In an interesting twist the Xbox 360 exclusive role-playing game Blue Dragon has been readapted for the Nintendo DS. Abandoning its core turn-based RPG roots, Mistwalker and Hironobu Sakaguchi put a little more action behind this interesting envision of Shu and his magical shadow powers.
Loading up Blue Dragon Plus I was surprised to find out that Mistwalker and its developmental partners Brownie Brown (Heroes of Mana DS) and Feelplus (Lost Odyssey) have changed up the formula from turn-based action to a real-time tactical format. At the root of Blue Dragon Plus it is still a role-playing title, however the chance of pace is a significant switch up from the 3-disc epic that was released on the Xbox 360 two years ago. For some gamers this will be a disappointment and for others who brave the new formula a welcomed change.
In North America Mistwalker has gone with Ignition Entertainment to publish their new take on Blue Dragon. The game is also a Nintendo DS exclusive which is equally interesting. On the Nintendo DS, Blue Dragon Plus feels strangely at home. The production values are excellent and above the standard we are used to seeing in the average DS cartridge. This gives the pint sized Blue Dragon the same cinema flair that helped the Xbox 360 version garner interest. Obviously the developer wasn’t trying to match the horsepower on the DS, but for what they are working with they did an excellent job pushing Nintendo’s hardware.
Dragons, Cubes, Shadows
If you have played the original game then you’ll be interested to learn that Blue Dragon Plus picks up one year after the events of the first game. It’s not important to have played the first game when jumping into the DS edition, however if you did you’ll feel more familiar with the characters and the games world. Blue Dragon despite its Finial Fantasy roots is fairly straightforward featuring a young boy Shu who gets into huge epic sized adventures with his group of friends. One of the best parts of Blue Dragon Plus is that you are set up from the get go with the party you left on with in the Xbox game. This frees up a lot of the time that was spent on the long drawn meeting that took place in the original game and kicks the action in gear immediately.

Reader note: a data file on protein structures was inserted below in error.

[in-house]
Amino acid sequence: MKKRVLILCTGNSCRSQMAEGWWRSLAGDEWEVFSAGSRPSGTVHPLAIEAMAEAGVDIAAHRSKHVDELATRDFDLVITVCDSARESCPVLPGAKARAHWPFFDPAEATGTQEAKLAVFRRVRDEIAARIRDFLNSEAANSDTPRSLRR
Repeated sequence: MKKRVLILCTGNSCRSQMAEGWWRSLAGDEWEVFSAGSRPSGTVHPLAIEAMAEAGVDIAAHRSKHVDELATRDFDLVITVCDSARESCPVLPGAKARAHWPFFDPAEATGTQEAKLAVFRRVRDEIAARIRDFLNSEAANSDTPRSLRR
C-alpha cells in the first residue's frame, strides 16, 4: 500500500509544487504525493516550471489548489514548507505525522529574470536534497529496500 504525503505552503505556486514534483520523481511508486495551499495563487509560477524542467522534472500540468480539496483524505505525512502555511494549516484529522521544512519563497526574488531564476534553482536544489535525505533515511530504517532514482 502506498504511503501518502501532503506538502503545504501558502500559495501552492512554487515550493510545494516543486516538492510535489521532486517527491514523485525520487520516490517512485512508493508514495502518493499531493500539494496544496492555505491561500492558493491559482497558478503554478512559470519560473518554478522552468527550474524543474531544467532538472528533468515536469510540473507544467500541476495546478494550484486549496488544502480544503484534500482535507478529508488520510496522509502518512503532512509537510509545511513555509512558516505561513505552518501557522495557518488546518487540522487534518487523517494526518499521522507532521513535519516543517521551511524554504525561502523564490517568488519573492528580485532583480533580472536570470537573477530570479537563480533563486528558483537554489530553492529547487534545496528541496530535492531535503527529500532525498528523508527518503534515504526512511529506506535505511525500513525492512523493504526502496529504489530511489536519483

For specifics the world is still split into two after the battle with Nene in the first game. This causes mysterious cubes to come up form the world’s depth and in one cube a violent entity called Balaur emerges. Balaur , the three-headed Dragon stir up some trouble, as expected, and it is up to you to stop its quest of devastation. All the normal RPG parallels exist with all the RPG trapping you will be familiar with, Blue Dragon Plus isn’t overly dry, but it has its moments. Don’t expect a revolutionary plot here, it is all RPG 101. The high quality full motion videos help break up the story and keep you interested along with the fast paced combat. All the RPG elements you’d expect are also present including a worthy playtime of 25-30hrs. Fans of role-playing games should find enough epic battles to keep them going until the end.